At this time of year tens of thousands of excited young people are busy packing kettles and ironing boards ready for next term while others are desperately scrambling through Clearing in the hope that they might, just might, get a place to study something – anything – in a higher education institution a long way from home even if it’s only Horology with Romanian at the University of NeverHeardOfIt.
The current education system, under the impression the youth of Britain epitomize stupidity, seems to consist of a condescending series of spoon-feeding stages in a one-dimensional standardisation of children.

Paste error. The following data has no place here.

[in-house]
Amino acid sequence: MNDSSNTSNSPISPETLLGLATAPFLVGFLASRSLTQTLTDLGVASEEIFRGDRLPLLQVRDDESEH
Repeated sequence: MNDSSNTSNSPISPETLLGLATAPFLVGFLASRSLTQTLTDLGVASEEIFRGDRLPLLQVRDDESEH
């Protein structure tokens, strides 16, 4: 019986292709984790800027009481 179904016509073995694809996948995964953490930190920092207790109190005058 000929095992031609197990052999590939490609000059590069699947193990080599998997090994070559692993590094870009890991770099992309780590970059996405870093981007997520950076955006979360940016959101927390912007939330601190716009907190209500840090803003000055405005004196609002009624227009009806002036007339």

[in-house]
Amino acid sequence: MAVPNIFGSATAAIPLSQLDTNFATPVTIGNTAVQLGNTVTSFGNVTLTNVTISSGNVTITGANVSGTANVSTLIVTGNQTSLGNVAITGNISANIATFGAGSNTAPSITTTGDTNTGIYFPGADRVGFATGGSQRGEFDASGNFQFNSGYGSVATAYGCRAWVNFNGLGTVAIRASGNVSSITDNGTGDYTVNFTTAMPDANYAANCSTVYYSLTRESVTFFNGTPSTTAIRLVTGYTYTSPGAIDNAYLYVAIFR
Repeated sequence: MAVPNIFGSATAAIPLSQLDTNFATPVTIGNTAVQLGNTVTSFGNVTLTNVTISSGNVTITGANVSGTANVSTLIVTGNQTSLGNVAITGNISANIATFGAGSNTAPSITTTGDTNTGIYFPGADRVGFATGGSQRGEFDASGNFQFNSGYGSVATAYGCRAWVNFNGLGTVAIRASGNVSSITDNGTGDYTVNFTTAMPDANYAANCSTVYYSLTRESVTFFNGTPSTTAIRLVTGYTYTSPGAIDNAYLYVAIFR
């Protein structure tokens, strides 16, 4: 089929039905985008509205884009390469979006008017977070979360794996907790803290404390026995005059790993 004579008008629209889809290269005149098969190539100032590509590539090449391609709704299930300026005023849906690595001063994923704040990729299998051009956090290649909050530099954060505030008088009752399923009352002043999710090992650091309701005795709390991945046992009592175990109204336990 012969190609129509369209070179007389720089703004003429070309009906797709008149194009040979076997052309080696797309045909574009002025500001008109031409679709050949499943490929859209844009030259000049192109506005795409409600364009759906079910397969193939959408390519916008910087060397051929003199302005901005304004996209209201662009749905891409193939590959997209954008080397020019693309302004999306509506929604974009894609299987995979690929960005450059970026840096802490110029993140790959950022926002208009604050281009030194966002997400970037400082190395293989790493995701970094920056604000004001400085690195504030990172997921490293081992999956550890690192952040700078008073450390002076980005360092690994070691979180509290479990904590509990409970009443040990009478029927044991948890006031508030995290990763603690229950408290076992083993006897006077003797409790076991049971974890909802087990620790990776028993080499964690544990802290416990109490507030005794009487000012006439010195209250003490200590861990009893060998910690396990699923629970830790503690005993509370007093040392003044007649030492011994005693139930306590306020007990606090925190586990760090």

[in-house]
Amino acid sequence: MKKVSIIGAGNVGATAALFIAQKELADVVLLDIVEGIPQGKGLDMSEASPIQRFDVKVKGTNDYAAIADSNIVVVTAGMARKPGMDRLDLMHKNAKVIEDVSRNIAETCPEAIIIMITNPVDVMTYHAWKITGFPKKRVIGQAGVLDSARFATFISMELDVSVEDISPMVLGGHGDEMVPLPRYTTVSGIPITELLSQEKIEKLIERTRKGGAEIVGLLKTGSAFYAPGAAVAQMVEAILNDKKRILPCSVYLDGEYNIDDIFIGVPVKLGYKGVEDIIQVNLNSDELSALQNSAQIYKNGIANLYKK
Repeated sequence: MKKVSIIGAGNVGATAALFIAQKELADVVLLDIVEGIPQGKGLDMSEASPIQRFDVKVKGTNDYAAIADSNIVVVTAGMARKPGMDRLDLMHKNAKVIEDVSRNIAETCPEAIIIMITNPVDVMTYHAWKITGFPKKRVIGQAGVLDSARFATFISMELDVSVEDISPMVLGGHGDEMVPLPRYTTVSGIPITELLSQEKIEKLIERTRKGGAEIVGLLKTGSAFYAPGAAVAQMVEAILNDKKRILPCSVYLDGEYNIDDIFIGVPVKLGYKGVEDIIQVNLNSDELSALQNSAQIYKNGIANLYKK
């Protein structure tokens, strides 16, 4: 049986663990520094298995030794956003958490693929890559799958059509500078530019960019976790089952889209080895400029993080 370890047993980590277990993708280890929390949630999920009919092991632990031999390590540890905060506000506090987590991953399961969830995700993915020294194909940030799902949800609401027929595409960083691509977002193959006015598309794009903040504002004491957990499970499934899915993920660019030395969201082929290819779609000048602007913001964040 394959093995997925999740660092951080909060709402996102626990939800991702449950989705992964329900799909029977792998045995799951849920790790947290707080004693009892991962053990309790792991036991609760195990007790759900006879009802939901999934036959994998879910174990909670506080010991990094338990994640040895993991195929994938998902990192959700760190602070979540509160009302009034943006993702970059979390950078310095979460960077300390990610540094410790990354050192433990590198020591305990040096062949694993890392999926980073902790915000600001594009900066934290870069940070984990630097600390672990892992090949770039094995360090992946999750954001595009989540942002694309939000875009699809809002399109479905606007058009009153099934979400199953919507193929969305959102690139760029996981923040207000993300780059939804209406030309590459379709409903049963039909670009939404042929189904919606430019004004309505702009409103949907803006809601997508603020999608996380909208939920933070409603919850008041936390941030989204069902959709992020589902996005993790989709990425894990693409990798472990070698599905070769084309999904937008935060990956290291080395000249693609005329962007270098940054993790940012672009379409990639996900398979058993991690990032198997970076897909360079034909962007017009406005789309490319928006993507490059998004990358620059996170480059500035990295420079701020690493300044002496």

If you wish to change something, abolish exams completely, instead of making them more stressful for us.
It’s easy to dismiss Michael Gove’s decision to replace GCSEs with O-Levels as a “ludicrous” move. In fact, that was the exact term used by Mary Bousted, leader of the Association of Teachers and Lecturers, who accused the Education Secretary of having a rose-tinted view of the past. As the news emerged last night, the Twitterati jumped all over it. Why stop at bringing back GCSEs, they cried. What about leg warmers and fax machines?
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